So it’s finally back-to-school time, and most work-at-home mums are breathing a massive sigh of relief and cracking open the Pimm’s (by cracking open the Pimm’s, of course I mean knuckling down and reacquainting themselves with the home office).
But for some of us, it’s not as easy as all that. Some of us have to share our workspace with a small person or two every single day, because try as we might, the governors of mainstream education just won’t take them off our hands until they’re 4! So if you think that working from home is lovely, luxurious – or just downright lazy – please spare a thought for those of us who are trying to juggle tantrums and tax returns simultaneously.
These days working mums are expected to do it all – and we do. At The Queen’s English Prints, my boss is an entirely irrational pint-sized sociopath, with a penchant for felt-tip graffiti, complete lack of emotional stability, and unlimited energy resources. Whilst I’m answering emails and making orders, I’m also wiping spaghetti off the walls and cleaning the latest Crayola masterpiece off the dog.
So, if you’re one of those very lucky ‘mumpreneurs’ basking in the glow of complete and utter back-to-school tranquillity today, I cannot wait to join the club. If however, like me, you’re leaning over your laptop whilst blowing on your dictator’s beans on toast until it reaches the optimum tantrum-free consumption temperature, then check out these top tips on how to make ‘doing it all’ just a little bit easier…
One: I Think I’ve Dealt with the Great ’Vegetable’ Debate…
My kids are the fussiest eaters on the planet. The hours and hours I have spent trying desperately to get half an ounce of hidden pureed carrot into them (‘Mummy… this sauce is… WEIRD’) I cannot count. Tricking them didn’t work, begging them didn’t work, bribing them didn’t work and punishing them wasn’t worth it for a slice of cucumber. Then it hit me: competition. My two boys are fiercely competitive over everything so, with absolutely nothing to lose apart from 50 pence-worth of veg, I made healthy eating a competition.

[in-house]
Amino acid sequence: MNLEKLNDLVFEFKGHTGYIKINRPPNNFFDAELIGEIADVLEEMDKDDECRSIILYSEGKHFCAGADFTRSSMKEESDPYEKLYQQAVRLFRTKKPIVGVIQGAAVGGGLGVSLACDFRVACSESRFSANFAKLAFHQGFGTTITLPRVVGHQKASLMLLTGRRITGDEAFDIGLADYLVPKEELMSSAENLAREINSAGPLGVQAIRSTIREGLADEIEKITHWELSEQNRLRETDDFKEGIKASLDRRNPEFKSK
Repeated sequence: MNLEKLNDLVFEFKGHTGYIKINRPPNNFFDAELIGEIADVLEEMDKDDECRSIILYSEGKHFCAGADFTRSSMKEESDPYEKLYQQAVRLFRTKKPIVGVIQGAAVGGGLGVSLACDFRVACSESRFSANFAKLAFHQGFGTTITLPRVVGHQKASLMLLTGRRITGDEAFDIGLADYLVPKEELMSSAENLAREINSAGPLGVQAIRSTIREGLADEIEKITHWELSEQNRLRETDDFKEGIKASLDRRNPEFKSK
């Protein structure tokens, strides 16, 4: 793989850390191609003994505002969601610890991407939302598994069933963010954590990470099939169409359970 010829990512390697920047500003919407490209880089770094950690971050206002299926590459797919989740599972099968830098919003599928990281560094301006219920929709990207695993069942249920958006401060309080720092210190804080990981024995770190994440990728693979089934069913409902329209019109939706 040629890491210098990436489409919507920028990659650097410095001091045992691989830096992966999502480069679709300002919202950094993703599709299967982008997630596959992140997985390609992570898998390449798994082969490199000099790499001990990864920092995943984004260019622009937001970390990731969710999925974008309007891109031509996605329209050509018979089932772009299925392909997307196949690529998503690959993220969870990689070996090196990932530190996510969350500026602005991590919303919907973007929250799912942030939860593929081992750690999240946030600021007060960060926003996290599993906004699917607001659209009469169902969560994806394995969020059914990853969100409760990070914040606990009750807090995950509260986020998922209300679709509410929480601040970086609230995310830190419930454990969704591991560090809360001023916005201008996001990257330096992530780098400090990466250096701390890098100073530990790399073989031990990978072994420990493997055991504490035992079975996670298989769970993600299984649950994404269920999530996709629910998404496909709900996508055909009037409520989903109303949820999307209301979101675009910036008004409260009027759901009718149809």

I laid out each food item with a label next to it stating how many points they could earn if they ate a piece; I then gave them a points card each, with their name written clearly at the top, for them to record each momentous victory as it occurred. Quite simply, whoever earned the most points at the end of lunchtime was declared undisputed champion of the world.
I didn’t have very high hopes but I thought, if nothing else, it might be fun. And would you believe, they LOVED it! I’ll admit, they didn’t wholly enjoy every single mouthful, but it proved to them that eating vegetables is not as apocalyptically awful as they had previously envisaged… and it even meant that I could pop the odd spot of salad on their plates from then on, without them flinching.
I know it’s a bit hypocritical... but I treated myself to a big bag of Maltesers that night in celebration of what a 5-star mother I’d been THAT day.
Two: We’ve all said it… “Just go AND PLAY!”
Why is it that when you have absolutely nothing to do, the kids will happily entertain themselves for an hour with no more than a paperclip and a clothes peg – but the minute you need to get half an hour’s work done they have never been more bored and incapable of independent play in all their lives?
Well, I stole this idea from Channel 4’s The Three-Day Nanny, but honestly, it works! It’s based on the idea that a child’s attention-span is only 20 minutes or so long, and involves you setting up ‘play stations’ (no, not the ones you need to plug in) around your home, so that they can independently bounce from one to the next, without needing to moan at you when they lose interest in something.
So you might set up a lego corner, a musical instrument corner, an action figure corner, a Play Doh corner… I could go on but unless your living room is octagonal that’s probably enough corners to get you going. All of a sudden, the room looks pretty exciting to a small person, and you’ve encouraged independence, creativity and imagination, all whilst getting your order book up-to-date!
Three: “But I’m NOT TIRED!”
Oh… yes you are. Bedtime is non-negotiable in this house, because the moment you show weakness to an overtired pre-schooler, they see it, and they run with it, and you can kiss those evening hours of precious distraction-free productivity goodbye.
Develop a nightly routine, and stick with it; my children get a warm bath, a glass of milk each, two bedtime stories and cuddles-all-round. For children, predictability and routine is settling, and a nice settled bedtime has got Pinot Grigio written all over it. (And when I say Pinot Grigio, I obviously mean a solid couple of hours of online networking, filing and creative brainstorming.)
Good luck! x